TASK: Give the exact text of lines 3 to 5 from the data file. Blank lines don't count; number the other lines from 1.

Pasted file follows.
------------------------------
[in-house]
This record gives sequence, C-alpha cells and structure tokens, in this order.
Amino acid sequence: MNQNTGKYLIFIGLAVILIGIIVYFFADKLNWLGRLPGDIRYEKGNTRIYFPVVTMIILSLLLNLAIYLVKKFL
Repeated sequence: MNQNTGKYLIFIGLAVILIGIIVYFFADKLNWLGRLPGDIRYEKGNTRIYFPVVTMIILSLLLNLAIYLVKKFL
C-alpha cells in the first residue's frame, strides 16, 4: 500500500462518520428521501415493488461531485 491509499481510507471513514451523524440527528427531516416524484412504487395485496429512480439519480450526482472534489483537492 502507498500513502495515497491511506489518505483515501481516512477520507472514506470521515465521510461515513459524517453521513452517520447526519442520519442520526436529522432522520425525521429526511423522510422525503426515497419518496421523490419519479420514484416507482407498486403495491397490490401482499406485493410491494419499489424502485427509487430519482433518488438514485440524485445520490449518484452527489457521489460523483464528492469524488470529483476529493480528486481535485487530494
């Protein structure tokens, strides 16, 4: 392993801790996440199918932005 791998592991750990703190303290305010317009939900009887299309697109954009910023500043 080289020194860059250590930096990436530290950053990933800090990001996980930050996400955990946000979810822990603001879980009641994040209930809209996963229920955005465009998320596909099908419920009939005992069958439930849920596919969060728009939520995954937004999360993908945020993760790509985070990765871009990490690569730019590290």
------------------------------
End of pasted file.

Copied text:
Amino acid sequence: MNQNTGKYLIFIGLAVILIGIIVYFFADKLNWLGRLPGDIRYEKGNTRIYFPVVTMIILSLLLNLAIYLVKKFL
Repeated sequence: MNQNTGKYLIFIGLAVILIGIIVYFFADKLNWLGRLPGDIRYEKGNTRIYFPVVTMIILSLLLNLAIYLVKKFL
C-alpha cells in the first residue's frame, strides 16, 4: 500500500462518520428521501415493488461531485 491509499481510507471513514451523524440527528427531516416524484412504487395485496429512480439519480450526482472534489483537492 502507498500513502495515497491511506489518505483515501481516512477520507472514506470521515465521510461515513459524517453521513452517520447526519442520519442520526436529522432522520425525521429526511423522510422525503426515497419518496421523490419519479420514484416507482407498486403495491397490490401482499406485493410491494419499489424502485427509487430519482433518488438514485440524485445520490449518484452527489457521489460523483464528492469524488470529483476529493480528486481535485487530494